One World Market

Although the number of Japanese in Indianapolis is perhaps small, there is a good Japanese market and eatery in Castleton called One World Market. I had visited it to buy certain Japanese items, like the yuzu ponzu, the best brand of which they carry: 馬路村柚子ポン酢. However, it was only this week that I finally ate there.

The menu is a solid list of normal Japanese fare, the types of things common Japanese eat. It's not high-falutin' stuff: It's the real deal. A few days ago I had the katsudon, a breaded pork cutlet topped with egg and onion and a mildly sweetened sauce, with some pickled stuff (they provide a palate-cleansing zip), on a bed of rice, with a bowl of miso soup for $9. The only thing missing is help-yourself tea and water. It was pretty good, very worth the price, and had me feeling nostalgic for the buying katsudon in the basement of Takashimaya in Tachikawa.

The other day I returned to order kakesoba, which wasn't bad for $6. However, that's pretty easily made at home, if you have the ingredients. Buy something like the tempura set, which is a real nuisance to make yourself.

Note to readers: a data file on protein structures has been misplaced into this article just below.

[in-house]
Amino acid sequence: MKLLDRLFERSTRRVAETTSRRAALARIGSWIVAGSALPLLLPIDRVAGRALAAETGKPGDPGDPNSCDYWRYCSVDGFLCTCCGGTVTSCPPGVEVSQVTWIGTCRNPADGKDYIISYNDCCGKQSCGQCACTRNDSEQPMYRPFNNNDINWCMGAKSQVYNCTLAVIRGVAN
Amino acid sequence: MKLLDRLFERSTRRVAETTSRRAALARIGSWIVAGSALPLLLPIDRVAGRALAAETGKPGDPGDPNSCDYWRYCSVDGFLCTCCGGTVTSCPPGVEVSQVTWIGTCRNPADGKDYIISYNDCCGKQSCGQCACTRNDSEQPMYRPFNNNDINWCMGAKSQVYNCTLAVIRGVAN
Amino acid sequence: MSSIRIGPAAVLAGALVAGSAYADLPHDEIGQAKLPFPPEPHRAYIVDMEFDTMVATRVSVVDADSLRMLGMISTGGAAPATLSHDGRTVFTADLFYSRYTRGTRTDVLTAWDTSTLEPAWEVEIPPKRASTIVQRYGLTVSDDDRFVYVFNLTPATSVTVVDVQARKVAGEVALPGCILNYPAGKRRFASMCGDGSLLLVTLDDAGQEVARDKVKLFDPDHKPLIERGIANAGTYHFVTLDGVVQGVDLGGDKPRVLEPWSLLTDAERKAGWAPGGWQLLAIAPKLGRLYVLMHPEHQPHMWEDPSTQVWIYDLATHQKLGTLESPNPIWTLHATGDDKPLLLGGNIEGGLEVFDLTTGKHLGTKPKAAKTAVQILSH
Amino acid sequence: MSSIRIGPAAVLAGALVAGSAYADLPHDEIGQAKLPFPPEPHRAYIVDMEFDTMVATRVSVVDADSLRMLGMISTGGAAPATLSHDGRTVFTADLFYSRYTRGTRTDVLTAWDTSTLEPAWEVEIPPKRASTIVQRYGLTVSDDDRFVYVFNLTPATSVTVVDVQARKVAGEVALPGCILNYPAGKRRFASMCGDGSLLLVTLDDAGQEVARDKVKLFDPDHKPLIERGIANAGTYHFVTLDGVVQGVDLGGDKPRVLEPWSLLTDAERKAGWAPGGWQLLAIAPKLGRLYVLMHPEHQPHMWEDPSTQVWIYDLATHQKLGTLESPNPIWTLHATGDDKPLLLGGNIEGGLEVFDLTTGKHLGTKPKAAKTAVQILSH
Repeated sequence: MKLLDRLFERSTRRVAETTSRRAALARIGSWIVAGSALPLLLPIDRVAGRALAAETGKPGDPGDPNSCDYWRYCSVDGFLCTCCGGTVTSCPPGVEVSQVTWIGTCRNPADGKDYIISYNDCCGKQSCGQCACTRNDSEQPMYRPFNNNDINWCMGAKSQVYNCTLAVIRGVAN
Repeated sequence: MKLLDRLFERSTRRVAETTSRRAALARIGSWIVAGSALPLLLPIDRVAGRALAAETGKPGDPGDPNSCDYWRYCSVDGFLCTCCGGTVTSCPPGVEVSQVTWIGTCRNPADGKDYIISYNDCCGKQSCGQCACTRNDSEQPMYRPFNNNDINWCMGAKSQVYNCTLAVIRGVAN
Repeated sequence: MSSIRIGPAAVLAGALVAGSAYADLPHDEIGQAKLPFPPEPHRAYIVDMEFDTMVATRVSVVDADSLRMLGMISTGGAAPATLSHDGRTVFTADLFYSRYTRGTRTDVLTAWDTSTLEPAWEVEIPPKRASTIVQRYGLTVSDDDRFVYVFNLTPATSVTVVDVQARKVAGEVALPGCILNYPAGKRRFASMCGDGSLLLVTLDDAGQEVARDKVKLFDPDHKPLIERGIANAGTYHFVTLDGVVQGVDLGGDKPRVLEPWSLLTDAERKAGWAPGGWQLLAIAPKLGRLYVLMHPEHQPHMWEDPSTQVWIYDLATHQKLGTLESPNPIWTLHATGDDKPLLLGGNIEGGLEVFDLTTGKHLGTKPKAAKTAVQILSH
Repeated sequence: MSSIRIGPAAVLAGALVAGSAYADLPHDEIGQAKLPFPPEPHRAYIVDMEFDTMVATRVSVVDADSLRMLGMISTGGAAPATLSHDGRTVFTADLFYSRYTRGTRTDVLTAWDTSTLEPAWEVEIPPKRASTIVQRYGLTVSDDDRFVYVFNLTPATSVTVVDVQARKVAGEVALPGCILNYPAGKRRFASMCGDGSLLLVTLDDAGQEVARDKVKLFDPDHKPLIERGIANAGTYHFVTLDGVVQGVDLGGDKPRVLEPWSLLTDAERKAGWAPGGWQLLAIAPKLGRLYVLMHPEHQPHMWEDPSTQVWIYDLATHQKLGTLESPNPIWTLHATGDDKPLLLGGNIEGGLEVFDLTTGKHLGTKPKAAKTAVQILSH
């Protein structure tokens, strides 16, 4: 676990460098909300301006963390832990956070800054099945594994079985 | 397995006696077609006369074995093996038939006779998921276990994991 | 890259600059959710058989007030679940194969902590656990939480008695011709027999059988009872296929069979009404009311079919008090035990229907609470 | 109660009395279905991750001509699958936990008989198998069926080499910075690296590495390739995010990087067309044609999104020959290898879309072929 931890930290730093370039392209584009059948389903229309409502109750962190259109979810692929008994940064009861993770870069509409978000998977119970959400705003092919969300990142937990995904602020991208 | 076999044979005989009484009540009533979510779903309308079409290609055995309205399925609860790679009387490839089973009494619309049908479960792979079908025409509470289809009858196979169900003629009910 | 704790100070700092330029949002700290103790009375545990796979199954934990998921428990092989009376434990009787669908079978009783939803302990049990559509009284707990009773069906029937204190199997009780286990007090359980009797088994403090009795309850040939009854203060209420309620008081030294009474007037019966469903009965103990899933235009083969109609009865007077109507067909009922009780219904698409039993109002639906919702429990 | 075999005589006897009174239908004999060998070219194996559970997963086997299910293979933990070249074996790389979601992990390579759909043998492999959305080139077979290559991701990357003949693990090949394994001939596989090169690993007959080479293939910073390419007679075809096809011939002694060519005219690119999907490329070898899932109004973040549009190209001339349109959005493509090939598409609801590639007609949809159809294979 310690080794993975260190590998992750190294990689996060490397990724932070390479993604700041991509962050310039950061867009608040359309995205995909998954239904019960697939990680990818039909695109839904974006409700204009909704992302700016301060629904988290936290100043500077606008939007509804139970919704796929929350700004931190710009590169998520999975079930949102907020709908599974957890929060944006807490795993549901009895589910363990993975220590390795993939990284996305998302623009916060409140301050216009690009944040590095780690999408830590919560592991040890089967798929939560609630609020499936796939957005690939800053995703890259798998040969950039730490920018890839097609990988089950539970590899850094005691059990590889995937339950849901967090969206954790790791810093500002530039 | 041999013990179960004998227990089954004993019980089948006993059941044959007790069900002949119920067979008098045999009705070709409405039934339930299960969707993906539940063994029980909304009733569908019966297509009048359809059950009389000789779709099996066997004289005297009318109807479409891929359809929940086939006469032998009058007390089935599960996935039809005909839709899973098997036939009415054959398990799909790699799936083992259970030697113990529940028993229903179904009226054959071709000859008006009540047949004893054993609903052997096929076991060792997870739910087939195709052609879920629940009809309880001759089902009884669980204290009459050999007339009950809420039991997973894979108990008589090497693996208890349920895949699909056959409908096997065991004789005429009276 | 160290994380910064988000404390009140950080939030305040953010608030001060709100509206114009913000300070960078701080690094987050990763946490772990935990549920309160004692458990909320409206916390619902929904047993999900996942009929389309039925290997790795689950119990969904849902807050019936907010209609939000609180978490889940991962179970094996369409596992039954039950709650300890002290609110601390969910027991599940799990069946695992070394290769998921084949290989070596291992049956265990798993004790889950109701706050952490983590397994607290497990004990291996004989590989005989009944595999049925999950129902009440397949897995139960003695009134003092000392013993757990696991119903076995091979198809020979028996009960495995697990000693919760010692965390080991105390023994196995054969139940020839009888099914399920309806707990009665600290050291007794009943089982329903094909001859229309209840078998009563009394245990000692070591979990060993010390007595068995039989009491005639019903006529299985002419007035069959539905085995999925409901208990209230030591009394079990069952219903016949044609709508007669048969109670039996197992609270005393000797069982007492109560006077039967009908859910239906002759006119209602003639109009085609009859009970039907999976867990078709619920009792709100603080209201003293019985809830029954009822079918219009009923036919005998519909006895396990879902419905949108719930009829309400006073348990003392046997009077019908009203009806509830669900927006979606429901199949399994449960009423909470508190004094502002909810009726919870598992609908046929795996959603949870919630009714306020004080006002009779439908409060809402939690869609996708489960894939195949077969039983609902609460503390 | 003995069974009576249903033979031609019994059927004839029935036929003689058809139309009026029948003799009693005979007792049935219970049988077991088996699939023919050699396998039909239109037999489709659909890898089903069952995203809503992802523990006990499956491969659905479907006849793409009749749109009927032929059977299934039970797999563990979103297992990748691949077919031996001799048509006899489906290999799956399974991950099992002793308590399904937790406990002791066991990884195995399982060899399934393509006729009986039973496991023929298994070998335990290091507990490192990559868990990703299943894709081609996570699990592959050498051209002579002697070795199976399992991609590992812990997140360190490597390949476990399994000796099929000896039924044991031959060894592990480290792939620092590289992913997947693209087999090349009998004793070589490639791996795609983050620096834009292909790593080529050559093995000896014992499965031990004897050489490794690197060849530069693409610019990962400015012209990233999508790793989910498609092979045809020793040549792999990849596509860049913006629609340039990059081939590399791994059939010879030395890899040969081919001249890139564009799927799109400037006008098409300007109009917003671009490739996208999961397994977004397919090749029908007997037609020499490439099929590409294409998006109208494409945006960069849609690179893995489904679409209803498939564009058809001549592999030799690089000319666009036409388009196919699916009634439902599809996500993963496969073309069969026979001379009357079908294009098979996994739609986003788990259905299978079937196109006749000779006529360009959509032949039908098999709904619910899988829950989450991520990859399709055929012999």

A Japanese friend notes that the takeout sushi gets discounted by half about 30 minutes before closing, a common Japanese practice and one worth taking advantage of. You'll see some Japanese customers coming in about that time for that very reason.

Brazil Nuts

The other day I did some shopping in the nearby Walmart and happened on bags of nuts. I was rather excited to see Brazil nuts, from Peru and Bolivia, especially since I was never able to track any down in Japan; not even Brazilians and Brazilian-Japanese could get hold of them.